This 5-point annual review can reveal weak spots
Your investment portfolio is the cornerstone of your wealth accumulation plan over the long term. Whether your investments are in non-registered trading accounts or in tax-sheltered plans like RRSPs and TFSAs, you rely on a sustainable rate of portfolio growth from both capital gains and income to achieve your financial goals. But portfolios don’t look after themselves. Markets are volatile and can go into steep declines, as happened through 2022. Like bull markets, bear markets not only affect overall portfolio valuation, but can also distort your asset allocations, and thus your risk profile, shifting it considerably from what you originally had in mind. An annual portfolio review can show if your portfolio has gone off the rails and where attention is needed.
To help you get started, here’s a basic five-point annual review.
1. Check asset allocations
Assets fall into three key groups: safety, income, and growth. The weight that each group commands in your portfolio largely determines the return you can expect and the risk that you’re accepting over a given time. If that allocation is skewed by extraordinary gains or losses in one class or another over the year, your risk profile will change. For example, steep losses in equities may have underweighted that asset class and unduly skewed the weighting of your fixed-income or cash holdings. But because cash and fixed-income are considered more defensive than equity, that means your overall risk profile has become more defensive, perhaps much more than you wish.
Through 2022, both stocks and bonds lost ground, as central banks tightened monetary policy through an aggressive series of interest rate hikes in an effort to slow down the economy and cool inflation. In this worst of all worlds, there was really no good option for investors other than attempting to preserve their portfolio value by switching to mostly cash holdings (that is, risk-free money market funds and the like).
That probably worked for a while, provided you made the switch early enough in the developing bear market to cushion against growing losses. But now, with markets bottomed out and starting to build a base for the next bull cycle, you’re left with an ultra-defensive portfolio, not earning much income and no potential for capital gains at all. In other words, you have no diversification.
It’s important therefore to look at your asset allocation at least once a year, and preferably twice a year during periods of higher volatility, to calculate your relative equity and fixed-income allocations. Then rebalance back to your original objectives. You may need cut your cash allocation back to your original normal, buy back into equity and fixed-income to restore your original target allocations.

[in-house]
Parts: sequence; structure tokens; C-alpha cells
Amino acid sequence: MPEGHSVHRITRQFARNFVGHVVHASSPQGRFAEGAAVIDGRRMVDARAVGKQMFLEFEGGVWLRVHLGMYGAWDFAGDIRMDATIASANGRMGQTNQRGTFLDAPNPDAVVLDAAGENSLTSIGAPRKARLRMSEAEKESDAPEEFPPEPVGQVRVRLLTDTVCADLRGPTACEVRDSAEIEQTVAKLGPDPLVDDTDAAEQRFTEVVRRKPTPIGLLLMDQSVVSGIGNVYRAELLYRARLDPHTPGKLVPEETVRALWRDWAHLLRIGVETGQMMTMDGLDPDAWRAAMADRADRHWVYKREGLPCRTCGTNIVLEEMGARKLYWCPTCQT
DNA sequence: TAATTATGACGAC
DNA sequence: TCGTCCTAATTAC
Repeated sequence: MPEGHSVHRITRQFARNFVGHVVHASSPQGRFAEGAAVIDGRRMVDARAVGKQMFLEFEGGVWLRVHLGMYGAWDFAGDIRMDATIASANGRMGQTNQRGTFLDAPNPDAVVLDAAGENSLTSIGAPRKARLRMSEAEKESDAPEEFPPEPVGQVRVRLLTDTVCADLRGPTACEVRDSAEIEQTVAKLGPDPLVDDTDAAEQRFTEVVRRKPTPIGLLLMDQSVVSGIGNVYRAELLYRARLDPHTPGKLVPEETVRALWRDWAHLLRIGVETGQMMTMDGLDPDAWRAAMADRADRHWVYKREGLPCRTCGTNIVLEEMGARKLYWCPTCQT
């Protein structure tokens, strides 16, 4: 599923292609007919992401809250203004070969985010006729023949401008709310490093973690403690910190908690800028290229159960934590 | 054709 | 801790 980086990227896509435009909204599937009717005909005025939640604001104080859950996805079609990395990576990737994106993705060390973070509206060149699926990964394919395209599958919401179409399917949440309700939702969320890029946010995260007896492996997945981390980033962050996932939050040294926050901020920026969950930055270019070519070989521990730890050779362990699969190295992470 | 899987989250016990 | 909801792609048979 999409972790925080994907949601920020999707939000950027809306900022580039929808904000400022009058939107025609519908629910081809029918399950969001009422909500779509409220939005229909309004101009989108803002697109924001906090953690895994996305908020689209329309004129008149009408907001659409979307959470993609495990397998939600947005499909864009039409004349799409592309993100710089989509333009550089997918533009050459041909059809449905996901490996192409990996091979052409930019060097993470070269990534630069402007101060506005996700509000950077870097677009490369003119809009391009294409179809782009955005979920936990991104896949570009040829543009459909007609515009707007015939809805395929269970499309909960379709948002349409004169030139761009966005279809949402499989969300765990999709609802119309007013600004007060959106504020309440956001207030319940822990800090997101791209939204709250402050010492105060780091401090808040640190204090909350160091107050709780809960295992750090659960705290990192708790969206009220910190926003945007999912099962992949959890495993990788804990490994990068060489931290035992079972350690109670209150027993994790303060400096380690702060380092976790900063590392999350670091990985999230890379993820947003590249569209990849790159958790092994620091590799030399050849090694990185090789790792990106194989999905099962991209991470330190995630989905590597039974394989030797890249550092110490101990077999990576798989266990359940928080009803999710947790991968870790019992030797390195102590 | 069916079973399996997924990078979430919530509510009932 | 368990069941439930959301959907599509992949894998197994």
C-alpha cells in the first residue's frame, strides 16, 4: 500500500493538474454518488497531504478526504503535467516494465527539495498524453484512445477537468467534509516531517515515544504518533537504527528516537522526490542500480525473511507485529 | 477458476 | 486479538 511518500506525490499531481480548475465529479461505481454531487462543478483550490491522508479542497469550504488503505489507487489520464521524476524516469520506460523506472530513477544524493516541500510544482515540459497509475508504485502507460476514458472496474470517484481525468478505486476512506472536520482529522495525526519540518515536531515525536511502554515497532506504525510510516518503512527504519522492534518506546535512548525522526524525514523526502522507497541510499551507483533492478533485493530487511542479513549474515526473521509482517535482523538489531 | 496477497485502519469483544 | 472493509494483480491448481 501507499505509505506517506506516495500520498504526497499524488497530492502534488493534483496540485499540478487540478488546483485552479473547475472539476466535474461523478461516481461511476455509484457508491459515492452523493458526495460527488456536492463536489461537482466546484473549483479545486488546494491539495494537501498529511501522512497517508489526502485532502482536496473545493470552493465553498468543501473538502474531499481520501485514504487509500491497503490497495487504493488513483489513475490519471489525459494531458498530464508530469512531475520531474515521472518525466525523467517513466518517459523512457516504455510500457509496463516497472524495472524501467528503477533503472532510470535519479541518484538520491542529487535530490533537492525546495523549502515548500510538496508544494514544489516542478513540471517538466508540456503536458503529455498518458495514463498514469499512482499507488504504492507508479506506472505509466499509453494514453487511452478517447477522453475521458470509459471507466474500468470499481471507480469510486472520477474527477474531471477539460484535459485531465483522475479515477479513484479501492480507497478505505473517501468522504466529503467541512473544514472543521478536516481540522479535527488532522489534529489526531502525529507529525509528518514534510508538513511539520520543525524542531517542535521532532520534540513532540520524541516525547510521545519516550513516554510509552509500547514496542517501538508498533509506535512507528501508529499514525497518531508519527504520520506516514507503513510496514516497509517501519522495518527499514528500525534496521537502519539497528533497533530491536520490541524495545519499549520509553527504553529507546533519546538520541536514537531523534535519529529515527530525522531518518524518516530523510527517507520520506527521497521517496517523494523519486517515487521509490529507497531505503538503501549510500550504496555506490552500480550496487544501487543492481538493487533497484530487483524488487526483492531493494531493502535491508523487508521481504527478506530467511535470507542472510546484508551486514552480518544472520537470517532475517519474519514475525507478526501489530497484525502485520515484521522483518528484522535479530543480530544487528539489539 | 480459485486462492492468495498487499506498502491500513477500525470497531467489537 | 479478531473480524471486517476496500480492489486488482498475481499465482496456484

Rebalancing is an important tool you can use to mitigate risk and is a key component of the investing process.
2. Diversification matters
It doesn’t make a lot of sense to hold only cash or one bond and one stock. An annual portfolio review will reveal whether the individual asset classes in your overall portfolio contain a sufficient number of diversified securities to provide good diversification. For example, in the fixed-income portion of your portfolio, you’d hold a mix of federal, provincial, and corporate bonds. The simplest way to do this is by holding a number of fixed-income investment funds that can be further diversified by yield and duration. And in equities, you’d diversify by sector, by region, by capitalization, and so on, to achieve your desired risk level.
3. Harmonize securities
With proper research, your individual stock and bond holdings work in harmony to achieve a specific objective, say a minimum dividend yield or a specific target price gain or a specified yield to maturity. When that target has been achieved, the position is usually analyzed to determine whether a switch or change within the portfolio is needed. Your portfolio review will show whether full-year performance targets have been met, and whether trims, sales, or new purchases are needed.
4. Review investment funds
Mutual funds and ETFs are cost-effective ways to diversify across broad market segments. On the other hand, they are also easy to forget about. So be sure to review your funds’ performance over the past year and compare it with your investment rationale. Have there been changes in fund management or mandate (in the case of mutual funds) or to index methodology, liquidity, or ownership (in the case of ETFs)? Investment funds are frequently closed, merged, and renamed. Make sure such funds still deliver what you expect. If not, consider switching.
5. Beware of tax consequences
Securities transactions, especially when rebalancing portfolios, may attract unintended tax consequences or other unwanted effects. Use any tax losses you incurred when selling losing positions last year to offset any gains you might have made (for example, in energy stocks and funds). Remember, your objective is not to remake your portfolio but to restore it to a state where it continues to meet your time horizon, risk tolerance, and return objectives. If your portfolio has outgrown your ability or desire to manage it, consider consulting a qualified independent financial planner to help you work through the review process.